If you became a parent between 2002 and 2011 you could claim your child’s lost Child Trust Fund. Over 6 million CTF accounts were opened by the government in a bid to encourage saving for a child’s future (source: Halifax - https://www.investments.halifax.co.uk/get-inspired/news/article/198869), but what are they?
CTF accounts were created by the government in 2002 to kickstart and encourage parents to save for when their children turn 18. The government initially deposited money into the account and then the parents or guardians of the child were able to add to it on the child’s behalf, up until they turn 18. There is a limit as to how much you could deposit each tax year which has increased from £1200 in 2002, to £9000 in 2020.
A CTF is also tax-free. Yes, you heard right, tax-free! This means that whatever money you deposit won’t be taxed when it’s withdrawn in the future. Once the child has turned 18, they will have access to the money to use they wish. This is when the product ‘matures’.
CTFs begin maturing in September 2020 when the first child reaches 18 years of age.
When a child turns 16, they can take control of the CTF if they wanted to. They can change how their money is invested and change provider by transferring their account and signing up to a new provider. If the child decides not to manage their fund, it remains with their parent or guardian until their 18th birthday.
CTFs were set up by the government for children who were born in the UK between the 1st of September 2002 and the 2nd of January 2011.
Types of CTF accounts
There are three different types of Child Trust Fund accounts that parents could choose for their children. These were Stakeholder, Shareholder and Cash accounts.
• Stakeholder account - This allows you to own a percentage of shares within a company. With a Stakeholder CTF, any money which is still invested in shares when the CTF matures will be sold automatically and the cash will be passed on to the child.
• Shareholder – This account allows you to leave a contribution of the money invested into the stock market. By investing into the stock market, your money could potentially grow or fall depending on the outcome of your shares.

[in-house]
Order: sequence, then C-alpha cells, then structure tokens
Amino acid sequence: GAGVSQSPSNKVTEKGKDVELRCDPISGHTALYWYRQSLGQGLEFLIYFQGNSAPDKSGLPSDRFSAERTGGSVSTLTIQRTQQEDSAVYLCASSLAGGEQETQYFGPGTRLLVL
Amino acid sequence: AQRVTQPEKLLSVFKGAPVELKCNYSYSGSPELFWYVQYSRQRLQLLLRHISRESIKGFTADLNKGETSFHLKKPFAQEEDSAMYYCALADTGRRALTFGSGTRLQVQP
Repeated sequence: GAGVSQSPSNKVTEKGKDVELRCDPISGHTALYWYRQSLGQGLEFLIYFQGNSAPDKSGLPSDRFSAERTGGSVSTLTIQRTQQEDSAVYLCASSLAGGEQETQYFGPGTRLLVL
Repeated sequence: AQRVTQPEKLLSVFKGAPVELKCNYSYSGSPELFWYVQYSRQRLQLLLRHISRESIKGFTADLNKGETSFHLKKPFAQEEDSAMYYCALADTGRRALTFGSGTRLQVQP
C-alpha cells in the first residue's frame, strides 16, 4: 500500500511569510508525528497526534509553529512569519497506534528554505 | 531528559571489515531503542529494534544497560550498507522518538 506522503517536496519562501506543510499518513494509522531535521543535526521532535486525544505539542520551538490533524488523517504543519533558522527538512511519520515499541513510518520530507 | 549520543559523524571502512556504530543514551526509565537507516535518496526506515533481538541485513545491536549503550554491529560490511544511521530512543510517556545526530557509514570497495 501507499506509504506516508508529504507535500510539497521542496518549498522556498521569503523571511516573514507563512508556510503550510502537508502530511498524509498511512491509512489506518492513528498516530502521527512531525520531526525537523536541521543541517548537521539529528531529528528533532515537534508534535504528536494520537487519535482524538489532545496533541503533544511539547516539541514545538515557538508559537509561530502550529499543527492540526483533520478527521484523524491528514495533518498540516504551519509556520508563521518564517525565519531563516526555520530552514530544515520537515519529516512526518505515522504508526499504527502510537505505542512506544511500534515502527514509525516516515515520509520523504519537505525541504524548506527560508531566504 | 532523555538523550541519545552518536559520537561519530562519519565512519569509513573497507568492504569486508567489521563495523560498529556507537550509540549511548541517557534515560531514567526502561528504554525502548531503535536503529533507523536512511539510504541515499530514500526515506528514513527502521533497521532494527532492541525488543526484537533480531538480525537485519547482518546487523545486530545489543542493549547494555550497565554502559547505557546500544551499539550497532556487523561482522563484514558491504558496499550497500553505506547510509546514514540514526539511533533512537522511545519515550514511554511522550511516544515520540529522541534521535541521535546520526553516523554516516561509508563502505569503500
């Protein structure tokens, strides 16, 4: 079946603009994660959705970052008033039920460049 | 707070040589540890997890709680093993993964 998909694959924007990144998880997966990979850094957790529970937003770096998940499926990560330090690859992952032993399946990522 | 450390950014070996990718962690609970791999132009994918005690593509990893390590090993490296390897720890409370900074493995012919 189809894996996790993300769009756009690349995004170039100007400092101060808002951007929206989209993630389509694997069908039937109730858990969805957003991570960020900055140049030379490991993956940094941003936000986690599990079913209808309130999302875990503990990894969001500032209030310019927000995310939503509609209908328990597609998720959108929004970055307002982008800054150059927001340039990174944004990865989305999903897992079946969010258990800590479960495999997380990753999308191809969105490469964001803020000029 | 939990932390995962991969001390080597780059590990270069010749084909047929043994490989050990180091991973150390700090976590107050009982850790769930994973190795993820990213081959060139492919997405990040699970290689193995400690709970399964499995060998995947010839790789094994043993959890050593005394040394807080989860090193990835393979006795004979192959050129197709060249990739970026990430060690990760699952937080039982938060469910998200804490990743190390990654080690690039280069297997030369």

• Cash account - The Cash CTF account is where you can leave any contributions, providing they don’t go above the yearly maximum allowance and earn interest on it. This tends to be the safest and most popular option.
The government stopped offering Child Trust Fund accounts after 2011 and they replaced them with the Junior Individual Savings Account (JISA). However, anyone who still has a CTF can carry on depositing money into their account until their child turns 18.
JISAs are also a tax-free savings account for children and many of the same rules apply. However, if you were to open a JISA today, the government does not contribute and the only money that goes into the JISA is the money which you deposit.
Once a child turns 18 and the CTF matures, they have a decision to make about what to do with the money. But what are their options?
• Celebrate and spend - As the money is now theirs, they can spend it however they like!
• Become a savvy saver - Some children may choose to carry on saving their money in a cash savings account or cash ISA. Both will offer interest on the money and they are often easily accessible, so the money can be withdrawn at any time.
• Invest it - Although most 18-year-olds won’t be familiar with investing, they could invest their savings in a Stocks & Shares ISA to potentially grow their money further. We would always recommend that if they were to invest their money, they do so for at least 5 years. It’s also worth remembering that when investing your money is at risk and you may get back less than you put in.
That’s our round-up on Child Trust Funds. Did you know that it’s been estimated that more than one million child trust funds are ‘lost’ and haven’t been claimed? In most cases, this is due to HMRC opening the account because the child’s parent or guardian failed to do so. If you think your child may have been eligible, it's worth checking. More details on how to find a lost CTF can be found on the HMRC website.